The Global Positioning System (GPS) in the United States is an essential tool for navigation, but what happens if the satellites shut down or are jammed? According to new research, SpaceX’s satellite internet service Starlink could be a viable option, whether the company likes it or not.
A team conducted the study from the University of Texas at Austin’s Radionavigation Laboratory. They reverse-engineered the signals transmitted by thousands of Starlink satellites in orbit to demonstrate how they may be utilised for locating.
According to MIT Technology Review, the technology “may form the core of a useful navigation system” to compete with the US GPS and other equivalent positioning systems from China, Russia, and India.
Professor Todd Humphrey of the University of Texas’ Radionavigation Lab inquired about possibly employing Starlink as a global navigation satellite system similar to GPS. According to MIT Technology Review, the US Army funded Humphrey’s research because it was looking for a backup to the US GPS system, which now operates 31 active satellites at approximately 12,500 miles above the planet.
Starlink, on the other hand, already runs over 3,000 satellites that orbit Earth roughly 340 miles above the surface, resulting in better signal coverage. However, SpaceX CEO Elon Musk reportedly rejected to assist Humphrey out of concern that it would be a distraction for his company.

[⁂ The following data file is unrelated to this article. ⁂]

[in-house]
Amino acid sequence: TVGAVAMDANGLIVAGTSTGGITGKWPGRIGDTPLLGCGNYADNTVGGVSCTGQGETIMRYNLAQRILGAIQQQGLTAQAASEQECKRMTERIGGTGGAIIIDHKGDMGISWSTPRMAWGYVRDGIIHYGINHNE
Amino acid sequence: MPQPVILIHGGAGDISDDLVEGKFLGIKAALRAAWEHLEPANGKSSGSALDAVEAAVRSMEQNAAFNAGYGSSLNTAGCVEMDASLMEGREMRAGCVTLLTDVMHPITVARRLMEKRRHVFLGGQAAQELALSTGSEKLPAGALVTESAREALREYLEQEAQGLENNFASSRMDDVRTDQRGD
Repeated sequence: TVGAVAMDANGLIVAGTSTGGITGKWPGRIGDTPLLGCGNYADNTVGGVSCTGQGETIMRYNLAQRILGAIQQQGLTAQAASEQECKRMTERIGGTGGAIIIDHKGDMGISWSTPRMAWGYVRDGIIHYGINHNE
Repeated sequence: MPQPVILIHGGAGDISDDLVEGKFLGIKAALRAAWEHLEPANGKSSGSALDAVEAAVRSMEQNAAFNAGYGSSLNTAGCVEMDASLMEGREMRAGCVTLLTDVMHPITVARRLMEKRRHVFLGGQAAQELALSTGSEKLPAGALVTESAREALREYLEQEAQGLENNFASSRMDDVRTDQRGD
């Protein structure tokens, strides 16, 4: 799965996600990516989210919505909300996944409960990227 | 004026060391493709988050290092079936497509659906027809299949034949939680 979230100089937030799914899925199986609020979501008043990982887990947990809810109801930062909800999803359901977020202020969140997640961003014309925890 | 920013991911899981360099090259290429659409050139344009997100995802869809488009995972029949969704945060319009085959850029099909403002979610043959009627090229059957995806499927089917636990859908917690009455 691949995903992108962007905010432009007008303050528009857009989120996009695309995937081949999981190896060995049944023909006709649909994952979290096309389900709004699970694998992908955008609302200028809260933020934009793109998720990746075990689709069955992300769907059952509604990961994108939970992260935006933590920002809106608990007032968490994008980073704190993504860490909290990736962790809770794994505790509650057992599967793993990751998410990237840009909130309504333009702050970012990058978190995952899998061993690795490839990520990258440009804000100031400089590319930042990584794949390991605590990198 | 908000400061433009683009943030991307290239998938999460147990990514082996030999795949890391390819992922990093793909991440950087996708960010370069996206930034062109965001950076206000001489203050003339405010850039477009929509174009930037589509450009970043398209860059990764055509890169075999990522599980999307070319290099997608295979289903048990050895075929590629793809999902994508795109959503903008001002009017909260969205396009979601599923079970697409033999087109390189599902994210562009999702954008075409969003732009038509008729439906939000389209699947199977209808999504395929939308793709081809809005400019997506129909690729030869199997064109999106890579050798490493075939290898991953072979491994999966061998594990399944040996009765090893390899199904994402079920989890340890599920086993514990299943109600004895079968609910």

Despite the refusal, Humphrey’s team continued their investigation and were able to examine the signal structure for Starlink downlink beams in the 10.7 to 12.7GHz frequency.
“We also identified four synchronisation sequences that can be used to passively exploit Starlink signals for pseudo-range-based positioning, navigation, and timing (PNT), and specifically analysed two of these,” he and his colleagues stated in their non-peer-reviewed study.
Since the satellites routinely send signals to the Earth’s surface, Starlink can be utilised as a GPS-like system. As a result, a ground receiver may analyse these signals and compute the distance from a Starlink satellite to locate its location on the planet.
According to MIT Technology Review, Humphrey’s team used the Starlink satellites to locate a receiver within 30 metres. That’s still not as precise as GPS, which can identify a device, such as a smartphone, to within 5 metres. However, if SpaceX works with Humphrey, the accuracy of the Starlink-powered positioning system might be improved to less than a metre.
Musk commented on the research on Friday. “Obviously, Starlink can offer far more robust positioning than GPS because it will have 1000X more satellites over time,” he noted in a tweet.
“Not all will have a line of sight to users, but still >10X GPS & far stronger signal. Just not today’s problem.”
Without SpaceX’s support, an Ohio State University team has been investigating ways to use Starlink as a GPS substitute. The researchers discovered a way to do so with an accuracy of roughly 7.7 metres in September 2021.
“We eavesdropped on the signal, then created sophisticated algorithms to identify our location, and we demonstrated that it works with great accuracy,” said Zak Kassas, a team member.